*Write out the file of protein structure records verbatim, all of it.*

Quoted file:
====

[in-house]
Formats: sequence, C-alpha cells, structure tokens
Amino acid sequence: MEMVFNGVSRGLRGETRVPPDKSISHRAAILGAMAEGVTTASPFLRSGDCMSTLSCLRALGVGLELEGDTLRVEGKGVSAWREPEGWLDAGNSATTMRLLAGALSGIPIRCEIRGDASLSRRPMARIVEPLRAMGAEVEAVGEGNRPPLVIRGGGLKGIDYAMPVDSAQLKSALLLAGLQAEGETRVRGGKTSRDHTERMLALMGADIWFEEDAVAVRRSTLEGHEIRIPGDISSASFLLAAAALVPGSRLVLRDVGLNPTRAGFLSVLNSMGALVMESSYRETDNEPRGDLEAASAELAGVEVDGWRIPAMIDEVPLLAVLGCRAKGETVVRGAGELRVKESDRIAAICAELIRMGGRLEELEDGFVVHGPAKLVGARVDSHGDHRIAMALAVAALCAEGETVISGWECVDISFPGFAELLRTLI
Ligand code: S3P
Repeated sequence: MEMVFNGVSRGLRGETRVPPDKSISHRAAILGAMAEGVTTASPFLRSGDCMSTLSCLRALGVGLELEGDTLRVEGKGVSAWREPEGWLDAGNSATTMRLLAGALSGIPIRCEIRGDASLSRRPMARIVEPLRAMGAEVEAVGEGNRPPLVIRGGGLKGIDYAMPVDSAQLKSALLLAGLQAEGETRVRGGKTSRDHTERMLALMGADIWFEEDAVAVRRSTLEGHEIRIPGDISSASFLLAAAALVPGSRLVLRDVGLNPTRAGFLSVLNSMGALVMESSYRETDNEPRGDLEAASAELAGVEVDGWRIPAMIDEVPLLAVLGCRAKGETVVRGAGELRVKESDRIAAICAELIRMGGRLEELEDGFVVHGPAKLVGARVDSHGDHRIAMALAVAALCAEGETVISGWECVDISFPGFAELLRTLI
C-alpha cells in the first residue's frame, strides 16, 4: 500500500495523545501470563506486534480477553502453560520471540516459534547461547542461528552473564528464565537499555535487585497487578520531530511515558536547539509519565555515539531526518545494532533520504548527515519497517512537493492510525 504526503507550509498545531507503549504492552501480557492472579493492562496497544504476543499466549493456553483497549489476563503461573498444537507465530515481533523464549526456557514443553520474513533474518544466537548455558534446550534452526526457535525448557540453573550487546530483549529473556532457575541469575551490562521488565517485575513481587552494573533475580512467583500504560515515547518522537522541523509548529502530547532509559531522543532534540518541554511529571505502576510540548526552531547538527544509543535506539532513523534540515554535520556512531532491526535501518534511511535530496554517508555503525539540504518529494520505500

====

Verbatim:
[in-house]
Formats: sequence, C-alpha cells, structure tokens
Amino acid sequence: MEMVFNGVSRGLRGETRVPPDKSISHRAAILGAMAEGVTTASPFLRSGDCMSTLSCLRALGVGLELEGDTLRVEGKGVSAWREPEGWLDAGNSATTMRLLAGALSGIPIRCEIRGDASLSRRPMARIVEPLRAMGAEVEAVGEGNRPPLVIRGGGLKGIDYAMPVDSAQLKSALLLAGLQAEGETRVRGGKTSRDHTERMLALMGADIWFEEDAVAVRRSTLEGHEIRIPGDISSASFLLAAAALVPGSRLVLRDVGLNPTRAGFLSVLNSMGALVMESSYRETDNEPRGDLEAASAELAGVEVDGWRIPAMIDEVPLLAVLGCRAKGETVVRGAGELRVKESDRIAAICAELIRMGGRLEELEDGFVVHGPAKLVGARVDSHGDHRIAMALAVAALCAEGETVISGWECVDISFPGFAELLRTLI
Ligand code: S3P
Repeated sequence: MEMVFNGVSRGLRGETRVPPDKSISHRAAILGAMAEGVTTASPFLRSGDCMSTLSCLRALGVGLELEGDTLRVEGKGVSAWREPEGWLDAGNSATTMRLLAGALSGIPIRCEIRGDASLSRRPMARIVEPLRAMGAEVEAVGEGNRPPLVIRGGGLKGIDYAMPVDSAQLKSALLLAGLQAEGETRVRGGKTSRDHTERMLALMGADIWFEEDAVAVRRSTLEGHEIRIPGDISSASFLLAAAALVPGSRLVLRDVGLNPTRAGFLSVLNSMGALVMESSYRETDNEPRGDLEAASAELAGVEVDGWRIPAMIDEVPLLAVLGCRAKGETVVRGAGELRVKESDRIAAICAELIRMGGRLEELEDGFVVHGPAKLVGARVDSHGDHRIAMALAVAALCAEGETVISGWECVDISFPGFAELLRTLI
C-alpha cells in the first residue's frame, strides 16, 4: 500500500495523545501470563506486534480477553502453560520471540516459534547461547542461528552473564528464565537499555535487585497487578520531530511515558536547539509519565555515539531526518545494532533520504548527515519497517512537493492510525 504526503507550509498545531507503549504492552501480557492472579493492562496497544504476543499466549493456553483497549489476563503461573498444537507465530515481533523464549526456557514443553520474513533474518544466537548455558534446550534452526526457535525448557540453573550487546530483549529473556532457575541469575551490562521488565517485575513481587552494573533475580512467583500504560515515547518522537522541523509548529502530547532509559531522543532534540518541554511529571505502576510540548526552531547538527544509543535506539532513523534540515554535520556512531532491526535501518534511511535530496554517508555503525539540504518529494520505500